A trust is a fiduciary arrangement that allows a third party, or trustee, to hold assets on behalf of a beneficiary or beneficiaries. Trusts can be arranged in many ways and can specify exactly how and when the assets pass to the beneficiaries. Trusts are often used for providing for the needs of special needs individuals.
Julie has served as a Trustee for over 15 years with an emphasis on Special Needs Trusts. Special Needs Trusts are designed specifically for people with disabilities and are often funded with proceeds from a personal injury settlement or inheritance. The Trusts are designed to protect beneficiaries receiving such public benefits as SSI, Medicaid, food stamps and/or housing. Having a Special Needs Trust ensures that beneficiaries will not lose these benefits as long as the Trust is properly administered.
The Trustee of a Special Needs Trust must know which public benefits programs might be available to the beneficiary. The Trustee must understand all the rules related to these programs and must administer the trust so that a beneficiary does not lose these benefits. The essential purpose of a Special Needs Trust is to improve the quality of the beneficiary’s life without disqualifying him or her from eligibility to public benefits.
Duties of the trustee include:
- Handle all financial affairs of the trust, including paying trust expenses, reconciling accounts and monitoring investments.
- Determine the appropriateness of distributions requested by beneficiaries and ensure all public benefits are protected.
- Establish budgets based on short-term and long-term (financial and medical) special needs of each beneficiary.
- Work closely with financial advisors to ensure assets are invested appropriately and prudently to meet the needs of the beneficiary.
- Prepare annual accountings to beneficiaries and other interested parties.
What is an estate?
An estate is the total of a person’s assets, including money, property, vehicles, and other personal items at the time of death. Probate is the process by which an estate is administered through the court and assets are distributed to beneficiaries. An estate plan usually begins with a will. Some individuals appoint Julie as personal representative because they have no family members available to serve in this capacity. Others appoint her because they do not want to place the significant burden of the administration of their estate on a loved one. Julie has also been appointed by the court when someone dies without a will or when the appointed personal representative is not available. With over 15 years of experience in administering estates, Julie offers experienced and professional personal representation for all aspects of administrative duties related to the matters of your estate.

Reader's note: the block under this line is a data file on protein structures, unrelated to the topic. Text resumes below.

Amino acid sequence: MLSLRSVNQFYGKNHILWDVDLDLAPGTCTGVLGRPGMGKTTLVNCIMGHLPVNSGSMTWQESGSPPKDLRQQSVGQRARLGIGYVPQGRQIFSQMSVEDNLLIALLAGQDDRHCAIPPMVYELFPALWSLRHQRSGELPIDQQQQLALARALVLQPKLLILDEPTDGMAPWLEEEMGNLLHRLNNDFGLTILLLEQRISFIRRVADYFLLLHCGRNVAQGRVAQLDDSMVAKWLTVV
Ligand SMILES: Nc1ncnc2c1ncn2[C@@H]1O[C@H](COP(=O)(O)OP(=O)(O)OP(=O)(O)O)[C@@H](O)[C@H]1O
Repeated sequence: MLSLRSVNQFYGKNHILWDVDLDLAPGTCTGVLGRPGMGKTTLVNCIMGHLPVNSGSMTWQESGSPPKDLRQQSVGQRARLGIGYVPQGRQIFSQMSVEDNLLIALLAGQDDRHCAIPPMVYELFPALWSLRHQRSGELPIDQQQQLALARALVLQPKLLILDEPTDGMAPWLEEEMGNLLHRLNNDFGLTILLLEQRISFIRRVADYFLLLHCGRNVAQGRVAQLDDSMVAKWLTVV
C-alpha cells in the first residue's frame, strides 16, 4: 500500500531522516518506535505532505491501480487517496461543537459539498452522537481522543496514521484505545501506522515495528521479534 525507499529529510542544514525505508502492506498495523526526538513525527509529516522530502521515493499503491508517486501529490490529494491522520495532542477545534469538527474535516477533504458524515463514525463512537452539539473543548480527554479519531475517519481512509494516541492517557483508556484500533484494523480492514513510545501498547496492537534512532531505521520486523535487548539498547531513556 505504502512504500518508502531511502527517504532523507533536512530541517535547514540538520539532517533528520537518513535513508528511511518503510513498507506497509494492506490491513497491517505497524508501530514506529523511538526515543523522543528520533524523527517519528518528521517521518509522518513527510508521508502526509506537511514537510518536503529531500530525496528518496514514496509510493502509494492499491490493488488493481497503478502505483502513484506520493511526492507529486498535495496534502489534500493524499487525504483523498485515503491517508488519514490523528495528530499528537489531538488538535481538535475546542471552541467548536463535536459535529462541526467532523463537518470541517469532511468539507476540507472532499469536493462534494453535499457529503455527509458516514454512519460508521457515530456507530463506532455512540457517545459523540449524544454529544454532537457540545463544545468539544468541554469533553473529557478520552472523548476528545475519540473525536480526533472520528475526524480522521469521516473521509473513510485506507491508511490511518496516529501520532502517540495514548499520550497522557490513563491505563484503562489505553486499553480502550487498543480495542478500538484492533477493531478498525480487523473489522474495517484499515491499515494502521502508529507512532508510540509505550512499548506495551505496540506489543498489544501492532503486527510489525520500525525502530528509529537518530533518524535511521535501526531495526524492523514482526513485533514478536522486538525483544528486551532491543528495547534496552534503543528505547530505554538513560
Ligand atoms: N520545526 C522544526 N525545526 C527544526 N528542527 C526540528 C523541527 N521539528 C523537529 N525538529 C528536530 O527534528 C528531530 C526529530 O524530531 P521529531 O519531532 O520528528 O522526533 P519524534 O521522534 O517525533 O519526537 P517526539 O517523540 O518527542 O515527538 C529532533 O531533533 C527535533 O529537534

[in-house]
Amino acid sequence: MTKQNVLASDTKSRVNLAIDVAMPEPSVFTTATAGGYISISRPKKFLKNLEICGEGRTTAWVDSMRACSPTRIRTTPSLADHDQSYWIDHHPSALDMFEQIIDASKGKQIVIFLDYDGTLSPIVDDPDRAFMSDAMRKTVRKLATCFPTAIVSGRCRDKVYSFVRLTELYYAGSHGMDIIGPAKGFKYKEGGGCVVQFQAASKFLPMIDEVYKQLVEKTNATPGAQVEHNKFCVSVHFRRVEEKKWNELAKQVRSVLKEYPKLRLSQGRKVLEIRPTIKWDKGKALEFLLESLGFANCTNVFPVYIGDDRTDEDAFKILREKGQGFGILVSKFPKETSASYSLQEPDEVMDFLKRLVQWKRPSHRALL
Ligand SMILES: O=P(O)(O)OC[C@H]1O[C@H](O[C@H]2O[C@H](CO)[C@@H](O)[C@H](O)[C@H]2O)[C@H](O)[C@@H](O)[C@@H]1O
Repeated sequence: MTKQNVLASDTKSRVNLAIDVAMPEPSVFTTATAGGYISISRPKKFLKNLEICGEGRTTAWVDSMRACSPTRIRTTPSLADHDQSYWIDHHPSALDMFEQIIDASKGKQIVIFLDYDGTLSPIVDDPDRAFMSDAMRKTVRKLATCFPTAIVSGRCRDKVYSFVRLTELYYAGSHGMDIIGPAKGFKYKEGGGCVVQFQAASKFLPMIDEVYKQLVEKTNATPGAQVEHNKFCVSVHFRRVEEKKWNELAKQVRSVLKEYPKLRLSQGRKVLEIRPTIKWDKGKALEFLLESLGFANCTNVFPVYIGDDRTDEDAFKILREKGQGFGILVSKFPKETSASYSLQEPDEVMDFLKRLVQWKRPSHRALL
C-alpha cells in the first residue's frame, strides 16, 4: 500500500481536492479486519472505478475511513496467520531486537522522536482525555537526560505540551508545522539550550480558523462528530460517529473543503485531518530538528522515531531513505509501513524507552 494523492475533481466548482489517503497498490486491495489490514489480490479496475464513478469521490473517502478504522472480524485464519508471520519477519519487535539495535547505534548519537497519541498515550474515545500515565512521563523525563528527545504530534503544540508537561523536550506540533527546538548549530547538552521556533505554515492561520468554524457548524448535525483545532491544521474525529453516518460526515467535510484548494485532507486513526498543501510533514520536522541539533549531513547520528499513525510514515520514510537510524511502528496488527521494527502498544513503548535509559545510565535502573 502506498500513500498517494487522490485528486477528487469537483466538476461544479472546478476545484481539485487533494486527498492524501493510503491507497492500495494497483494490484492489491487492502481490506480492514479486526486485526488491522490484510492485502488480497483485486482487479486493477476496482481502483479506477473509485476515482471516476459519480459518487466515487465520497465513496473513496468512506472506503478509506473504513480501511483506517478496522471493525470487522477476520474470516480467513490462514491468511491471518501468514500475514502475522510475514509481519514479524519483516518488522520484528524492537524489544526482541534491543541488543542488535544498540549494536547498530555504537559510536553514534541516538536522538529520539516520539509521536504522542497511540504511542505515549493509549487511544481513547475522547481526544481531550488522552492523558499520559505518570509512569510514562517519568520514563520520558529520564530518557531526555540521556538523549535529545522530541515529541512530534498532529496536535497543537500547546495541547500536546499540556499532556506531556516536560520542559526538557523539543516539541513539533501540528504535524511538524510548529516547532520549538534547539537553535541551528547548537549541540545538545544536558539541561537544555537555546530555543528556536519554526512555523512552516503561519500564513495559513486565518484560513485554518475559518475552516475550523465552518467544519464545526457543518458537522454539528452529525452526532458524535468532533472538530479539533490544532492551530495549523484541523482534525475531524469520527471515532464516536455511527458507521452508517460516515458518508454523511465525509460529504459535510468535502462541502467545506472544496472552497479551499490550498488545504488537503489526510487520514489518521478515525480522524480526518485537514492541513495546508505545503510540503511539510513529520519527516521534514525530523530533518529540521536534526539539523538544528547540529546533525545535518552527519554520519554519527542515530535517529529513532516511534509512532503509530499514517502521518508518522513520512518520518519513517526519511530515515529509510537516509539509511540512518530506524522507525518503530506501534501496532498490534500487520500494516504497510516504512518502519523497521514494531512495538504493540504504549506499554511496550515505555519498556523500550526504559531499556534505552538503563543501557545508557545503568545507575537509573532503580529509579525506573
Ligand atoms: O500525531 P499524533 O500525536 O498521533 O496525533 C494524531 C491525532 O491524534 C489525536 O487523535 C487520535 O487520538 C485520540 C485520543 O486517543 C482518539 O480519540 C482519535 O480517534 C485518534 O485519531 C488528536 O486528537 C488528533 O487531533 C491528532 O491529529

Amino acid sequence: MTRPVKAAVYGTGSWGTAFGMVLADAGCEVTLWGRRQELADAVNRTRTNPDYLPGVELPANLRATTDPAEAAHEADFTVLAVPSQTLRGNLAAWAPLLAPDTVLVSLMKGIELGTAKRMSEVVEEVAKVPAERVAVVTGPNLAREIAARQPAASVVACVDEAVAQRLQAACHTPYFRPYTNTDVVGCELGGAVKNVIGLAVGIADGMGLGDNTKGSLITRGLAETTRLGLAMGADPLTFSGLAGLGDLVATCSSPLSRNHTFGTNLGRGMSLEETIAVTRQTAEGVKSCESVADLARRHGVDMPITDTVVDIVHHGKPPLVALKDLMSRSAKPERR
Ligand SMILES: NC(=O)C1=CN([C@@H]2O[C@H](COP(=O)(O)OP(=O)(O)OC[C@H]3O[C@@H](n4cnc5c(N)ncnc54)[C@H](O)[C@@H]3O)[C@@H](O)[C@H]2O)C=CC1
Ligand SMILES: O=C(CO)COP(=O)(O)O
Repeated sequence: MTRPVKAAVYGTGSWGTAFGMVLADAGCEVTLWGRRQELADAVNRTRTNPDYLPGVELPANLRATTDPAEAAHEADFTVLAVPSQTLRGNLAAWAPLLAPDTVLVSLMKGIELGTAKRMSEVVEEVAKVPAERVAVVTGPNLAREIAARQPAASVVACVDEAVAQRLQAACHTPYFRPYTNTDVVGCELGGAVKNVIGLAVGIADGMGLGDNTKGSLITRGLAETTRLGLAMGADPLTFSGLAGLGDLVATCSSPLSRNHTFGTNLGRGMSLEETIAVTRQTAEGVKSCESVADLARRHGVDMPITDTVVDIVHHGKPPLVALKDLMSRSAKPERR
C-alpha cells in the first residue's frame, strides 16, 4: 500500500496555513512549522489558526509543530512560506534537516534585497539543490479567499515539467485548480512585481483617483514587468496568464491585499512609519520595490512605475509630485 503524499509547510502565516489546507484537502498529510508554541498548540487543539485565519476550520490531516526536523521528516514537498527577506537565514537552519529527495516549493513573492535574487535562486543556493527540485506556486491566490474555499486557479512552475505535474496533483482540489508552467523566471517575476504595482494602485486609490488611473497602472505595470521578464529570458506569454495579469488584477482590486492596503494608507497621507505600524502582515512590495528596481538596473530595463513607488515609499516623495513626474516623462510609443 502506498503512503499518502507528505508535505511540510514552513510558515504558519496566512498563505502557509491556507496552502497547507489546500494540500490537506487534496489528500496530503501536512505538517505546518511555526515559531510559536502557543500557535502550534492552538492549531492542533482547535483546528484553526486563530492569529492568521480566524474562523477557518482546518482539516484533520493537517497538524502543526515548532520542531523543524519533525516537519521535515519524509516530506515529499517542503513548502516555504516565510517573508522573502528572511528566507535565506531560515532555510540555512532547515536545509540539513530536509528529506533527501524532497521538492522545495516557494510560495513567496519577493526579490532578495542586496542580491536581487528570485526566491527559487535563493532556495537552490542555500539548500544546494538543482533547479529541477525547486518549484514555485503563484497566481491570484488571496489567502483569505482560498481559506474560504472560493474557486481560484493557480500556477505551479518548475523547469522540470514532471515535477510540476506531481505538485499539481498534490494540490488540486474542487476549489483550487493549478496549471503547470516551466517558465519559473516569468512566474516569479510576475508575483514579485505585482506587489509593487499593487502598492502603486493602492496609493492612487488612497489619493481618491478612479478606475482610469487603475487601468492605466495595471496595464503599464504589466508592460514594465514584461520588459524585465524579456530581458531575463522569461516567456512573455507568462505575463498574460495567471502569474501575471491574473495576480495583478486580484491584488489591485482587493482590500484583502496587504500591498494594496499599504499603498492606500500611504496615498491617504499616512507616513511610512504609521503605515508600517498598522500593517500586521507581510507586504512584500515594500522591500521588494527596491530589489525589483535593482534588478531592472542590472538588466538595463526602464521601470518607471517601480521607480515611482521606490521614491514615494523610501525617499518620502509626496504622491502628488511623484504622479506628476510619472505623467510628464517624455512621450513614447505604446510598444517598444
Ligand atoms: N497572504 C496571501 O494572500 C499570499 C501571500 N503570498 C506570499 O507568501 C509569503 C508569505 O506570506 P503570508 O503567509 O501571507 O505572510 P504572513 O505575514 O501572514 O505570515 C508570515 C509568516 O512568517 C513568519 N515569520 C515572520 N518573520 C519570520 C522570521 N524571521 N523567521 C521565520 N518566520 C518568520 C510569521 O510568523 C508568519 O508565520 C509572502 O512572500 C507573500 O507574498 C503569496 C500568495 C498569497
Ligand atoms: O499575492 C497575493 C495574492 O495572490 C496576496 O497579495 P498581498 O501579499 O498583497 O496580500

Duties of a Personal Representative:
- Identify, safeguard and value probate assets.
- Identify creditors and pay debts.
- Identify non-probate assets and assist beneficiaries in securing those assets.
- Work with financial advisors to liquidate assets.
- Work with accountants to file tax returns.
- Distribute assets to beneficiaries pursuant to the terms of the will, trust or law.
What is a guardianship?
Guardianship is a process by which the Court appoints a person to handle the affairs of an incapacitated person or a minor child. Many of our clients have family members who could hypothetically serve in this capacity; however, the guardianship role is a huge responsibility. The legal system can be daunting and many family members understandably prefer to have the involvement of a professional guardian.
Julie serves as guardian of the property for minor children. A guardianship is required for any minor who receives more than $15,000 usually from a personal injury settlement or an inheritance. Funds will be placed in a court restricted account and can only be accessed by a court order.
What are the duties of a guardian?
- Petition the court for funds when needed.
- Plan and implement budgets.
- Monitor investments.
- Prepare Annual Accountings to be filed with the Court.
- Report to family members.